The Year 5 camp the following week will also be “covered live”.

All links will be set up on my blog so please keep an eye out for an email from the school informing you of the link.

The children are very excited about next week but also a little nervous!  Remember you can reply to postings or post your own comments and we will also endeavour to read these out if time and the situation allows.


As you are all aware we have the upcoming IB/CIS 5 year evaluation visit.  IB is the organisation that offers PYP and CIS is the Council of International Schools.  Both organisations have a long list of standards that they expect us to meet and during the 3 day visit in November they will be ensuring that we meet their standards.  The visit is taking place from Tuesday 26 November to Thursday 28 November and there will be 2 x IB representatives and 2 x CIS representatives.

We have spent the past 12 months completing the self study which involves us reflecting on our practices.  At last count we have collected over 3200 documents which we are in the process of sharing with the visiting team before they arrive.  We have also had to write two comprehensive reports (some of which have been shared with the PTA and School Council) which focuses on what we have done since the last visit five years ago, where we are now and where we would like to be in the future.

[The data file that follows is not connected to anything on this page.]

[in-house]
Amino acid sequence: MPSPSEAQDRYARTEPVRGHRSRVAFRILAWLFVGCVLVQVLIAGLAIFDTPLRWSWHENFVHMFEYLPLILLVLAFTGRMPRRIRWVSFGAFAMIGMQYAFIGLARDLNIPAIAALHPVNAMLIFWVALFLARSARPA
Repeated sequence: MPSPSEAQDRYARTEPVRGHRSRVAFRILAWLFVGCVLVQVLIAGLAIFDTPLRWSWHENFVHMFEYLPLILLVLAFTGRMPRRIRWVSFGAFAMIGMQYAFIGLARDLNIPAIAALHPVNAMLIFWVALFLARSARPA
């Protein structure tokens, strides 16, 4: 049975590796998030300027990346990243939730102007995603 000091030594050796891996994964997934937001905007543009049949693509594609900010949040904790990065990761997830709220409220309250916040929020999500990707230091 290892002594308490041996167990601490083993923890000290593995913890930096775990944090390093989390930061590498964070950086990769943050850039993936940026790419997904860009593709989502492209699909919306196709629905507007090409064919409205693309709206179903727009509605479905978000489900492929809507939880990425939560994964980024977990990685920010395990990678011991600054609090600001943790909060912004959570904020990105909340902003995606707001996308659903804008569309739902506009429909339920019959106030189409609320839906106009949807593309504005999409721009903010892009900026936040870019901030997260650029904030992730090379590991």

The visiting teams will be meeting with students, staff, PTA members and the School Council to ensure all stakeholders are represented.


We are very keen to develop our Mother Tongue programs at Peak School.  This would involve the school supporting families organising a maintenance language program for their mother tongue.  It is not a opportunity for children to be involved in a beginners language course but more for children who speak a another language at home e.g. French, Italian, Spanish etc.  The programs would run after school and the tutors would either be a parent of one of the families involved or a paid tutor (meaning there would be a cost for participants).